Whence Corporate Bankruptcy


A correspondent and I were discussing the changes wrought by the 1978 enactment of the current U.S. Bankruptcy Code. My correspondent noted that corporate bankruptcy became more salient after 1978 and linked this phenomenon to the 1978 law. My perception is the same: corporate bankruptcy became more salient after the 1978 enactment of the Bankruptcy Code, and my guess would be that many experts would have the same reaction. We all remember big cases like Johns-Manville, Drexel Burnham, most all of the airline cases (Pan-Am, Eastern, Braniff), and many others. These cases all tend to occur after 1978 suggesting that the 1978 law did lead to a boom in corporate bankruptcy filings. Then I wondered whether my perception was backed by empirical fact.

One possibility is some sort of selection effect. There were large corporate bankruptcies before 1978 – Penn Central comes to mind as an immediate example. The New York City financial crisis of 1975 was neither a bankruptcy nor corporate, but it would evoke the same issues as the discussions of today’s municipal financial woes. Maybe these cases are just older and do not come as easily to mind? Because it is increasingly less the case for historical events, I am happy to note that my professional career did not overlap with these cases. Maybe, my perceptions on this topic is just a personal artifact of when I came of age? Relatedly, maybe these older cases just did not command the media attention that modern corporate bankruptcies do?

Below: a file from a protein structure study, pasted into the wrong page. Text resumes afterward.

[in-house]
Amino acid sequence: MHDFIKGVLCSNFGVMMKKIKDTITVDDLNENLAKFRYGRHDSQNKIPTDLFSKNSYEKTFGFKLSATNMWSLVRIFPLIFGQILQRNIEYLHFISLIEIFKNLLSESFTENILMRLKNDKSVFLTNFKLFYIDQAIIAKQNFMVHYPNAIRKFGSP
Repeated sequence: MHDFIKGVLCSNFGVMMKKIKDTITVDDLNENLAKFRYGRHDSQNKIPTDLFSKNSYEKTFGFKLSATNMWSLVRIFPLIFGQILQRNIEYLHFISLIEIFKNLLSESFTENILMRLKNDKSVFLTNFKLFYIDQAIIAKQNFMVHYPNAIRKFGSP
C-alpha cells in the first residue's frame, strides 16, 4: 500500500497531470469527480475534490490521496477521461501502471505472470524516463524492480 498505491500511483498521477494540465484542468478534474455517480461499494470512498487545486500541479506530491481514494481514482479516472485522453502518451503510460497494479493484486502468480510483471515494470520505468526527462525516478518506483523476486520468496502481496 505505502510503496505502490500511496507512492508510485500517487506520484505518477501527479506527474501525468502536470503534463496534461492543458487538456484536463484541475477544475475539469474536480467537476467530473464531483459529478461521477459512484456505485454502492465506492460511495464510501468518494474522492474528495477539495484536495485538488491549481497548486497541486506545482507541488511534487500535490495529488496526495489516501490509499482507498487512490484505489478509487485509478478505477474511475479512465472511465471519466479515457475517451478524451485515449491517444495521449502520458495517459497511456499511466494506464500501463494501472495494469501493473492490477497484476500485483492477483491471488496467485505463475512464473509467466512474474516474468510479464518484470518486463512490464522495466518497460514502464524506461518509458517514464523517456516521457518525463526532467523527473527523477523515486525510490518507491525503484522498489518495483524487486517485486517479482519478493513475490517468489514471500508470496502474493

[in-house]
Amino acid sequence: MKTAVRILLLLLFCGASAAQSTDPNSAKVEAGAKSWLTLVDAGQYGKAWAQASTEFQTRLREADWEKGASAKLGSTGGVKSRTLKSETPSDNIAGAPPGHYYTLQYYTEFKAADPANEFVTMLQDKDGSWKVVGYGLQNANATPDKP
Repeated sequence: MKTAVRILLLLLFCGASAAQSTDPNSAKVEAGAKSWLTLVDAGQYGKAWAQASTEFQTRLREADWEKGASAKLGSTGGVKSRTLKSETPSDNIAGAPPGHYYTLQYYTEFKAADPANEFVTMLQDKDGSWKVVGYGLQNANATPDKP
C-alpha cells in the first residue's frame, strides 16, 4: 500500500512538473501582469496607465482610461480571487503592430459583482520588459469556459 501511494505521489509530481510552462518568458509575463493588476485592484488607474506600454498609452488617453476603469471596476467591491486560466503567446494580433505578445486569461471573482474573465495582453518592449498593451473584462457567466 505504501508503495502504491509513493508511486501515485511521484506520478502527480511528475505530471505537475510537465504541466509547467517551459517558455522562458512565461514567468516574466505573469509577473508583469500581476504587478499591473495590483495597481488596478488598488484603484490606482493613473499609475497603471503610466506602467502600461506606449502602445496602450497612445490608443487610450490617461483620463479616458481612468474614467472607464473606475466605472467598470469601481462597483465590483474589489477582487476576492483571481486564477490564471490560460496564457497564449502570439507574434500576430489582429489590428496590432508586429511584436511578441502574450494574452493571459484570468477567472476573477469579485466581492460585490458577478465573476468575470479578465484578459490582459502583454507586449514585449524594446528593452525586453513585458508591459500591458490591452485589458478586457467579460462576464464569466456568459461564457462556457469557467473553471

Another possibility—and I tend to think this explanation is probably correct—is that corporate bankruptcies did become more salient after 1978, but it was primarily for reasons other than the 1978 law. In other words, the 1978 law did not play a causal role in making corporate bankruptcy more salient to the American public. Rather, it was things like the use of bankruptcy to get rid of mass-tort liability by companies such as Johns-Manville and A.H. Robins. Or, in a market with just a few dominant airlines, the bankruptcy of one national airline is headline news.

As you can see, I have more questions than answers on this topic. Despite what I just wrote, it could be that the 1978 law did play a causal role by enabling legal developments, albeit mainly unintentionally. The broadening of the scope of a permissible bankruptcy “claim” was important for the mass-tort bankruptcies. Still, when it comes to the causal role of law in social change, I think it usually is a good bet to think of the legal doctrine as the tail, and the rest of what is happening in society as the dog. If corporate bankruptcy did become more salient after 1978, my hunch would be that it would have happened regardless of whether the law had been changed. For example, the increased use leverage by large corporations surely contributed to the increase in bankruptcies in the 1980s and 1990s. My primary purpose in the post, however, is to get everyone else’s perspectives. I would be interested to learn what others have to say on this topic in the comments.